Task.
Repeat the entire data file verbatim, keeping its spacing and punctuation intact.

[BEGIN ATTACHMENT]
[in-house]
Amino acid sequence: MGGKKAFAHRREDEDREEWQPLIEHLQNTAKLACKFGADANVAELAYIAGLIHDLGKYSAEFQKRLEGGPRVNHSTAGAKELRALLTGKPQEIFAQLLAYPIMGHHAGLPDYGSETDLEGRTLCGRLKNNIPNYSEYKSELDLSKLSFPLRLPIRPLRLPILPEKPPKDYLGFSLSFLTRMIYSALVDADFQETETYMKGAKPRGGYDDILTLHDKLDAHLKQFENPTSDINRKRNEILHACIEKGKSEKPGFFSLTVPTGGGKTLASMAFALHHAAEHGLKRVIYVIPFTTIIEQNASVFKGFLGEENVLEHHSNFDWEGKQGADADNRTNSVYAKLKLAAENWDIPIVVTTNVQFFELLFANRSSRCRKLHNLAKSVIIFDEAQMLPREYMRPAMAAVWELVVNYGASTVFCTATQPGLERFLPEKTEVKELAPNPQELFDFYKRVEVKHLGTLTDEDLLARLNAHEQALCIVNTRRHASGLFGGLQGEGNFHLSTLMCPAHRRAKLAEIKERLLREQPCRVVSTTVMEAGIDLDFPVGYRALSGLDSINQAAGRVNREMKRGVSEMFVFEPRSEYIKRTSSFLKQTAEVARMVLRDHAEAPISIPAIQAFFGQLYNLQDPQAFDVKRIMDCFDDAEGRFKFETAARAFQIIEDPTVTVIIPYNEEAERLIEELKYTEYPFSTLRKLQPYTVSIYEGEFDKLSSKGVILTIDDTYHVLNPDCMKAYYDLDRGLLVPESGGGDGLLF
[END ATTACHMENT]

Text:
[in-house]
Amino acid sequence: MGGKKAFAHRREDEDREEWQPLIEHLQNTAKLACKFGADANVAELAYIAGLIHDLGKYSAEFQKRLEGGPRVNHSTAGAKELRALLTGKPQEIFAQLLAYPIMGHHAGLPDYGSETDLEGRTLCGRLKNNIPNYSEYKSELDLSKLSFPLRLPIRPLRLPILPEKPPKDYLGFSLSFLTRMIYSALVDADFQETETYMKGAKPRGGYDDILTLHDKLDAHLKQFENPTSDINRKRNEILHACIEKGKSEKPGFFSLTVPTGGGKTLASMAFALHHAAEHGLKRVIYVIPFTTIIEQNASVFKGFLGEENVLEHHSNFDWEGKQGADADNRTNSVYAKLKLAAENWDIPIVVTTNVQFFELLFANRSSRCRKLHNLAKSVIIFDEAQMLPREYMRPAMAAVWELVVNYGASTVFCTATQPGLERFLPEKTEVKELAPNPQELFDFYKRVEVKHLGTLTDEDLLARLNAHEQALCIVNTRRHASGLFGGLQGEGNFHLSTLMCPAHRRAKLAEIKERLLREQPCRVVSTTVMEAGIDLDFPVGYRALSGLDSINQAAGRVNREMKRGVSEMFVFEPRSEYIKRTSSFLKQTAEVARMVLRDHAEAPISIPAIQAFFGQLYNLQDPQAFDVKRIMDCFDDAEGRFKFETAARAFQIIEDPTVTVIIPYNEEAERLIEELKYTEYPFSTLRKLQPYTVSIYEGEFDKLSSKGVILTIDDTYHVLNPDCMKAYYDLDRGLLVPESGGGDGLLF